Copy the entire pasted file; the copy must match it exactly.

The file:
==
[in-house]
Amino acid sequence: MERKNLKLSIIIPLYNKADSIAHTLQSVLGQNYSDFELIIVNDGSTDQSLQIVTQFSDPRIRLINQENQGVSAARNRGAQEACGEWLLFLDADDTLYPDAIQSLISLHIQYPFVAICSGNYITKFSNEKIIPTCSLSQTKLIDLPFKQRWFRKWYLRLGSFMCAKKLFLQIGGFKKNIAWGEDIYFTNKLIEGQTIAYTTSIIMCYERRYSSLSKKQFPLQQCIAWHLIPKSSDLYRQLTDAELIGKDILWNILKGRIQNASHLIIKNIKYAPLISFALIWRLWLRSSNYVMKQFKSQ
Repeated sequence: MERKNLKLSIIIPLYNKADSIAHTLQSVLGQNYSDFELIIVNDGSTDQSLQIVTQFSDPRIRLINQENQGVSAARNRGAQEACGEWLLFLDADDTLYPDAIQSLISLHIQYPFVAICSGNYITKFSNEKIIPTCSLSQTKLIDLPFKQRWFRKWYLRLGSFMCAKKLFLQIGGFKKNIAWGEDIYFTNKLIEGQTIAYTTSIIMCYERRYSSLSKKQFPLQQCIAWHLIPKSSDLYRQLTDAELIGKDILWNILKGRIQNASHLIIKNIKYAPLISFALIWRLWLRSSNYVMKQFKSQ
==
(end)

[in-house]
Amino acid sequence: MERKNLKLSIIIPLYNKADSIAHTLQSVLGQNYSDFELIIVNDGSTDQSLQIVTQFSDPRIRLINQENQGVSAARNRGAQEACGEWLLFLDADDTLYPDAIQSLISLHIQYPFVAICSGNYITKFSNEKIIPTCSLSQTKLIDLPFKQRWFRKWYLRLGSFMCAKKLFLQIGGFKKNIAWGEDIYFTNKLIEGQTIAYTTSIIMCYERRYSSLSKKQFPLQQCIAWHLIPKSSDLYRQLTDAELIGKDILWNILKGRIQNASHLIIKNIKYAPLISFALIWRLWLRSSNYVMKQFKSQ
Repeated sequence: MERKNLKLSIIIPLYNKADSIAHTLQSVLGQNYSDFELIIVNDGSTDQSLQIVTQFSDPRIRLINQENQGVSAARNRGAQEACGEWLLFLDADDTLYPDAIQSLISLHIQYPFVAICSGNYITKFSNEKIIPTCSLSQTKLIDLPFKQRWFRKWYLRLGSFMCAKKLFLQIGGFKKNIAWGEDIYFTNKLIEGQTIAYTTSIIMCYERRYSSLSKKQFPLQQCIAWHLIPKSSDLYRQLTDAELIGKDILWNILKGRIQNASHLIIKNIKYAPLISFALIWRLWLRSSNYVMKQFKSQ